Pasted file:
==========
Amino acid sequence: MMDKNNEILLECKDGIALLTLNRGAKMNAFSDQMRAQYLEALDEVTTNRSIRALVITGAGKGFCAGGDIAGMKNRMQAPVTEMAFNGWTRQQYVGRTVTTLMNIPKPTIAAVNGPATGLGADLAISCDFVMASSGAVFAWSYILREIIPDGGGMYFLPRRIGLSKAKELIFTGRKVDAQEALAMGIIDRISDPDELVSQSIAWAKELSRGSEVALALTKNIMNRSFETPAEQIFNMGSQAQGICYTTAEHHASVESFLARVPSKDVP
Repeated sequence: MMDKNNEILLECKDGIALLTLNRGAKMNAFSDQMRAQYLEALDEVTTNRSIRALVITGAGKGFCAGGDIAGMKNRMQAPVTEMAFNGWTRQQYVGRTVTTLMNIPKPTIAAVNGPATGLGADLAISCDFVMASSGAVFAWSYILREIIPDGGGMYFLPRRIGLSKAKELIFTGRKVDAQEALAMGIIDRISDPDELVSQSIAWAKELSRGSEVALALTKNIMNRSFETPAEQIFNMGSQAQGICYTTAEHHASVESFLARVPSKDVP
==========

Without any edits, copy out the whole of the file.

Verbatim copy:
Amino acid sequence: MMDKNNEILLECKDGIALLTLNRGAKMNAFSDQMRAQYLEALDEVTTNRSIRALVITGAGKGFCAGGDIAGMKNRMQAPVTEMAFNGWTRQQYVGRTVTTLMNIPKPTIAAVNGPATGLGADLAISCDFVMASSGAVFAWSYILREIIPDGGGMYFLPRRIGLSKAKELIFTGRKVDAQEALAMGIIDRISDPDELVSQSIAWAKELSRGSEVALALTKNIMNRSFETPAEQIFNMGSQAQGICYTTAEHHASVESFLARVPSKDVP
Repeated sequence: MMDKNNEILLECKDGIALLTLNRGAKMNAFSDQMRAQYLEALDEVTTNRSIRALVITGAGKGFCAGGDIAGMKNRMQAPVTEMAFNGWTRQQYVGRTVTTLMNIPKPTIAAVNGPATGLGADLAISCDFVMASSGAVFAWSYILREIIPDGGGMYFLPRRIGLSKAKELIFTGRKVDAQEALAMGIIDRISDPDELVSQSIAWAKELSRGSEVALALTKNIMNRSFETPAEQIFNMGSQAQGICYTTAEHHASVESFLARVPSKDVP